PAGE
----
Illustration by Luis Mendo via Hollywood Reporter
Opinion: The not-so casual racism of our favorite childhood TV shows
The normalization of casual racism in children's media is an unsettling issue
December 1, 2020
I still remember the pure bliss that I felt at exactly 4 p.m. on the weekend. My mom finally handed over the TV remote, and I sat in my SpongeBob bean bag chair for hours on end, watching reruns of “Adventure Time,” “Regular Show,” and “Jessie.” Only recently, when I started rewatching some of the most popular television shows from less than a decade ago, did I notice the glaring racial stereotypes that were embedded in children’s minds — including my own.
Directors simply sprinkled in two or three people of color into every show I watched. Many shows seem to misinterpret a yearning by the public for diversity as a way to throw any person of color into an acting role and push a damaging stereotype. Misrepresenting a certain group of people seems to be more destructive than no representation at all.
I have to admit, the Disney show “Jessie” was enthralling. The quirky plotline and amusing roles like Bertram and the lizard, Mrs. Kipling, kept me glued to my couch. It was also one of my first introductions to Indian representation in American media as the show included a young and dorky Indian boy named Ravi. However, the show forced a variety of harmful stereotypes towards African Americans and South Asians. The character Ravi represented an Indian immigrant with a thick accent and no social skills. Rewatching the show, I noticed every five minutes, Ravi seemed to refer to India. In turn, I surely grew to associate his nerdy characteristics with India. Another character, Zuri, represented an adoptee from Uganda. Zuri evolved from being compassionate and sweet to sassy and spoiled. The writers heavily pushed the “angry Black girl” stereotype as Zuri managed to always get her way due to her stubbornness. It was exhausting rewatching this show as the writers forced the only people of color to push a soulless and ill-thought-out narrative.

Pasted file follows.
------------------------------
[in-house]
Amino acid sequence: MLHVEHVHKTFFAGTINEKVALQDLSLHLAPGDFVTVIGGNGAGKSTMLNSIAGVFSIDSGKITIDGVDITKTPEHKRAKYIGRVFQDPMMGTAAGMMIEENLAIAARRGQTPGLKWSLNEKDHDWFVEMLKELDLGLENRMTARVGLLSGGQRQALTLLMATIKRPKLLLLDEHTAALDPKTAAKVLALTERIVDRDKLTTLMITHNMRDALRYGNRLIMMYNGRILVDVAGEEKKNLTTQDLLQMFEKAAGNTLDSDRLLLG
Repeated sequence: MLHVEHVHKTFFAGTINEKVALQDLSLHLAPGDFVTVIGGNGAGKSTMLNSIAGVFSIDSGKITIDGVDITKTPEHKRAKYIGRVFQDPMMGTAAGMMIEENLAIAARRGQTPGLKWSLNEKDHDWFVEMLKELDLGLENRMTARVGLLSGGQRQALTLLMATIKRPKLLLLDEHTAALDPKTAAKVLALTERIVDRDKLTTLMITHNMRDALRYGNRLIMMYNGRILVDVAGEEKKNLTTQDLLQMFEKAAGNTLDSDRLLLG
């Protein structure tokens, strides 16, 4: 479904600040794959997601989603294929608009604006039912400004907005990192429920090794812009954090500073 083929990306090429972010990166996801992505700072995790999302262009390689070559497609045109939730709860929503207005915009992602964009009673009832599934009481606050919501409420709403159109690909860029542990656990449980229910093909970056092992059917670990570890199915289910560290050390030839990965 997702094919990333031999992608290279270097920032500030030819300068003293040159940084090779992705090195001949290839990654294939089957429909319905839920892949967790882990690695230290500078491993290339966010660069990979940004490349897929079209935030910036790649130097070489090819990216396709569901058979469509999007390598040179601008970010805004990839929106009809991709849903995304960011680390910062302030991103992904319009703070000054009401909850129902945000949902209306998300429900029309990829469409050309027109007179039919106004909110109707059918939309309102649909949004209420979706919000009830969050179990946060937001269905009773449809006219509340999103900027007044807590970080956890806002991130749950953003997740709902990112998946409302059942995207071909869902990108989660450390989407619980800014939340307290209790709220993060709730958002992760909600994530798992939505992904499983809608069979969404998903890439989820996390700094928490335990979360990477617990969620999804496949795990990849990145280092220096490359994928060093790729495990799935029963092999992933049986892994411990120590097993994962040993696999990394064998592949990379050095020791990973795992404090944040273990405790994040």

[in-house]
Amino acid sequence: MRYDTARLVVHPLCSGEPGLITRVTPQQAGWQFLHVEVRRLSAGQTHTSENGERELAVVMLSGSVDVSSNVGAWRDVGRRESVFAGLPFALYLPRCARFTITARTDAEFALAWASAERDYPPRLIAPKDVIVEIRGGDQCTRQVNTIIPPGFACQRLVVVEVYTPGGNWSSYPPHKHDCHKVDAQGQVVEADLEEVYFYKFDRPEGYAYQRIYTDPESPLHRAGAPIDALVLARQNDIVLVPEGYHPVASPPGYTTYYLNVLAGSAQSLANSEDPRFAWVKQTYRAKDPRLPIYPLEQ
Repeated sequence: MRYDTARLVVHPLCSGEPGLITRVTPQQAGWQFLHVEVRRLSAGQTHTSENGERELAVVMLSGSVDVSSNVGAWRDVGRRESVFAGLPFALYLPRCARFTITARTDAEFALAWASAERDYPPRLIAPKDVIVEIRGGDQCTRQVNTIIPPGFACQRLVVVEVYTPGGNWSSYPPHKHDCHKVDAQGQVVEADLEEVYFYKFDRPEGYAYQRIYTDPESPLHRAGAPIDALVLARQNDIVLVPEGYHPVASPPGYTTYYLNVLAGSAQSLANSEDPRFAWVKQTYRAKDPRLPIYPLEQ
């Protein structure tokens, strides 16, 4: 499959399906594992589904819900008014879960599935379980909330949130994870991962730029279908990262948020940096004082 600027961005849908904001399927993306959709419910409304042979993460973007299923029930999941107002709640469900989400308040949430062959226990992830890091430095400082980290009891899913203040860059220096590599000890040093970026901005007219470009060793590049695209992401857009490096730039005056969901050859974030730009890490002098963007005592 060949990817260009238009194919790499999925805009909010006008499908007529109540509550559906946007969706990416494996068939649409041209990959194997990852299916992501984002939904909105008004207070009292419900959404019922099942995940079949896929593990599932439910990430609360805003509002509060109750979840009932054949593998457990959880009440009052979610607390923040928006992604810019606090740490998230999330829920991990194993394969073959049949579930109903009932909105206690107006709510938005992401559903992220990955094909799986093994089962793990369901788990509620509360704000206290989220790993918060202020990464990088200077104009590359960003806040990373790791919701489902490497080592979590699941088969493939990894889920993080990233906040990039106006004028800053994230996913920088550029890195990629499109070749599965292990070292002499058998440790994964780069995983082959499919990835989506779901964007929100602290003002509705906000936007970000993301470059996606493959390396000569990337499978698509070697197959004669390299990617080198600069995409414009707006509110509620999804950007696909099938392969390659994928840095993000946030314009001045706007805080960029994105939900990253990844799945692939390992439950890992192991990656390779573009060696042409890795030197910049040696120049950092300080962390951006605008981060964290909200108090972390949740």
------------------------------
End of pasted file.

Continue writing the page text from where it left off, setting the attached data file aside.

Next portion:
The show “Phineas and Ferb” and the movie “Diary of a Wimpy Kid” also had an Indian character. And as one might expect, their characters, Baljeet and Chirag, had a synonymous identity to Ravi: socially inept boys with nerdy interests and a thick accent. Sure, it’s great to have representation. But, when the characters are forcing cringe-worthy identities providing no relatability to viewers, accurate representation is much more valuable.
So it’s not much of a surprise that, as an Indian, I have been expected by other students to have the same identity as Ravi. The remarks I have been told reflect this misrepresentation as students only familiarity of Indian people is through American media: Apu in the Simpsons and Ravi in Jessie. When I searched for pictures to add to this article, I came across a side-by-side photo of Ravi and a violent terrorist group leader. The caption stated, “this is Ravi now. Feel old yet?”. This ignorant spread of racism might seem harmless to people, but they can evolve into deadly issues like hate crimes.
It was disheartening rewatching the shows I used to binge for hours on end. I hoped to find at least a few positive representations of characters with the same racial background as me. In the last decade, I think that representation has improved with movies like “Moonlight,” “Lion,” and “Get Out.” However, media designed for children still heavily lacks diversity. People of color are generally cast as side-characters or are forced to push stereotypes. In the future, I hope children start to see more characters who look like them. The world needs characters that provide deep connections and mirrored reflections of viewers.